Climate Change: Fact or Fiction?

Unless you live at the bottom of a very deep pond you are probably aware of the ongoing worldwide debate about climate change. On the one side we have the “Alarmists” who claim that the Earth is warming due to a runaway greenhouse effect caused by man-made pollution, and that we are approaching a tipping point beyond which the ice-caps will melt raising sea levels by several meters, swamping the world’s major cities while the remaining population swelters in drought ridden deserts punctuated by frequent hurricanes and flash floods. On the other foot we have the “Deniers” who say that the data is largely exaggerated or even faked and in reality there has been little or no warming and what there has been is a natural process that will stabilise and is likely to be beneficial.

Obviously this is no small matter. The future of our world and the fate of humanity is at stake here. If the Alarmists are right we need to take drastic and costly action now. If the Deniers are right we would be overreacting and seriously damaging the global economy for nothing. How can we decide who to believe?

Much of the debate in the media is driven by politics and journalists. You can call me a cynic but I don’t put give much weight to their style of argument. I don’t care if NASA has a great page supporting the case of the Alarmists or if a blog run by the Telegraph informs me the Margaret Thatcher was a climate sceptic. I don’t care how many scientists promote the cause of anthropic global warming or how many signed a petition against it.  Instead I want to look at the data and the science behind it because this is a question that can only be settled by careful scientific analysis.

My plan is to run a series of posts here looking at specific claims about climate change, such as “The sea is warming?” or “The ice core record shows that CO2 concentrations drive climate change?” I will look at the scientific arguments and try to decide if the claim is fact or fiction. Over time I hope to build up a picture of what is really going on. 

Of course I’m not a climate science expert so I may draw some wrong conclusions along the way. You are welcome to chime in with comments to put me straight. You can also suggest other claims for me to look at. This is a quiet corner of the blogosphere away from the major climate sites whose comment sections are always overrun. All the climate blogs seem to be either Alarmists or Deniers whereas here I am going to try to give a more balanced picture. Either everyone will ignore me or everyone will attack me but that does not matter.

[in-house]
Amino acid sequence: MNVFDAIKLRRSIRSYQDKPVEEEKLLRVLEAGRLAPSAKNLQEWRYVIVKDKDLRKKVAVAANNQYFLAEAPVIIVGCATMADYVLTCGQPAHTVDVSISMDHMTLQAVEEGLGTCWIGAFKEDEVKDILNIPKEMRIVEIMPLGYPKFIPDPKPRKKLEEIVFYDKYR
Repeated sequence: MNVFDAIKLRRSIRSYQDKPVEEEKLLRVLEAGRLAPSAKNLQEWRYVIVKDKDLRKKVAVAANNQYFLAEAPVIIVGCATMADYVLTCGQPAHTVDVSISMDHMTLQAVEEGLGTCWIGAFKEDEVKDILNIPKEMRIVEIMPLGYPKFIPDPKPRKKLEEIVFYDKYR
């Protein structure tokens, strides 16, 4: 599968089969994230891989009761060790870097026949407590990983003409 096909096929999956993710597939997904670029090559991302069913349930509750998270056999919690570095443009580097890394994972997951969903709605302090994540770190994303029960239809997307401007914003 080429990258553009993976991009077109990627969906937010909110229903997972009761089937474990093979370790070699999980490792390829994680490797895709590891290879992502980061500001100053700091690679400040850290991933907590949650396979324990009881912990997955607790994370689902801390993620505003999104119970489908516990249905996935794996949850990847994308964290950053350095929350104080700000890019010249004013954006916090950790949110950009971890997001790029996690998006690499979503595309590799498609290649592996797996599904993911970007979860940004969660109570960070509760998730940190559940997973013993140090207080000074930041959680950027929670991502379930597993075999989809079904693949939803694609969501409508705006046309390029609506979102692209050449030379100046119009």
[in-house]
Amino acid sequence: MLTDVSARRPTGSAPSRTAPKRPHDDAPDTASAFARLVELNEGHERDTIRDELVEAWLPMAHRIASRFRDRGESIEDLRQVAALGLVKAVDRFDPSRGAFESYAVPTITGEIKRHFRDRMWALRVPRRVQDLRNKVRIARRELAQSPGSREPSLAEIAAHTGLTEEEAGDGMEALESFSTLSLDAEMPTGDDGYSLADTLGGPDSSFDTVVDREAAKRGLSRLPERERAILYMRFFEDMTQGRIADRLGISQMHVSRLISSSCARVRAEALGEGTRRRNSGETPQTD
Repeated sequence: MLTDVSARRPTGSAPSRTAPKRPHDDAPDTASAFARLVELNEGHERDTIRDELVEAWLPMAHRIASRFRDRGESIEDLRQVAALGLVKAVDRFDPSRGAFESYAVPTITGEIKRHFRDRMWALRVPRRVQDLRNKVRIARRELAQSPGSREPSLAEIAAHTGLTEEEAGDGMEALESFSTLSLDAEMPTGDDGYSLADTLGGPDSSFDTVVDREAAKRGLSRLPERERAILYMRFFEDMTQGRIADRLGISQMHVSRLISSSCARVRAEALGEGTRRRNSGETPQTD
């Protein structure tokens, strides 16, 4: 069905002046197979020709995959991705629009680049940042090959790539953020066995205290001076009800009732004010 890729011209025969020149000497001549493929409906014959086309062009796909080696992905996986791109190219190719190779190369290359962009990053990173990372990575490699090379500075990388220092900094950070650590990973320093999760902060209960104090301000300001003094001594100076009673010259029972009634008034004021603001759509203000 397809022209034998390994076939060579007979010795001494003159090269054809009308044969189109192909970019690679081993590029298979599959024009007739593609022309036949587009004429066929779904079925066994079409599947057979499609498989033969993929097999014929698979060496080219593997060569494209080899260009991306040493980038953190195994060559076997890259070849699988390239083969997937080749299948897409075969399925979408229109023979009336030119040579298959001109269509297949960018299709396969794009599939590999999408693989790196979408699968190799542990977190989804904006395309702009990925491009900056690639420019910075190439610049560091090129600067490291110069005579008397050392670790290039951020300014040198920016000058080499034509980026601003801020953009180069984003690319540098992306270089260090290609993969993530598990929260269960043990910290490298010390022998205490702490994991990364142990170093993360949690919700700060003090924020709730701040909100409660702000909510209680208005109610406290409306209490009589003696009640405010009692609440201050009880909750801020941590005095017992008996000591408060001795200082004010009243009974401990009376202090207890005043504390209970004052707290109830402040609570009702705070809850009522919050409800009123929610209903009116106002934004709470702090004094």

The aim is just to try to get people to look at the science behind the issue directly rather than through the opinion of others. That idea may be flawed because the data is always supplied through organisations who manipulate it for our consumption and thanks to the system of  many science journals I don’t always have access to the papers I need to look at.  In some cases I will have to point to what the Alarmists and Deniers say and try to figure out who is right. I’ll always try to come to a conclusion myself but you should form your own. 

First real post in the series coming up soon. You are welcome to post suggestions for what to look at first.

6 Responses to Climate Change: Fact or Fiction?

  1. Mitchell Porter says:

    In my experience, if you start blogging about climate, a climate skeptic will soon show up in your comments. Given the nature of this blog, you will probably get the ones who want to revise physics in some way (there are many of those).

    So far as I can see, the basic situation is that the paleo data imply a “climate sensitivity” of 3 degrees, whereas directly inferring the sensitivity from the “feedbacks” only implies something between 1 and 3 degrees, with most of the uncertainty arising from clouds.

  2. philipgibbs says:

    Mitchell, There are skeptics who say that the link between cause and effect in the paleo data is not what the IPCC assume. That is something I will need to consider, but I will be applying a skeptical outlook to the arguments of both sides and will ignore anything that require a revision of physics.

  3. Kea says:

    Oh no, Philip, this is not a good idea. You’ll just end up either arguing, or being cheered on, by the likes of Lubos. I have looked at the data over a long time … and the simple story is that climate change is real and influenced by humans, BUT we don’t really know what will happen. It could get a lot warmer. It could get a lot hotter. Both alarmists and deniers tend to misunderstand this basic point.

  4. Kea says:

    … I meant to say that it could also get a lot colder.

  5. philipgibbs says:

    I know what you mean Kea. So long as there is some science in the arguments I dont mind. If it degrades to pure politics, sarcasm or name calling I will take action. Lubos sometimes makes good points. If he contributes that would be good.

  6. Cameron says:

    You could just start here, and save yourself some time:


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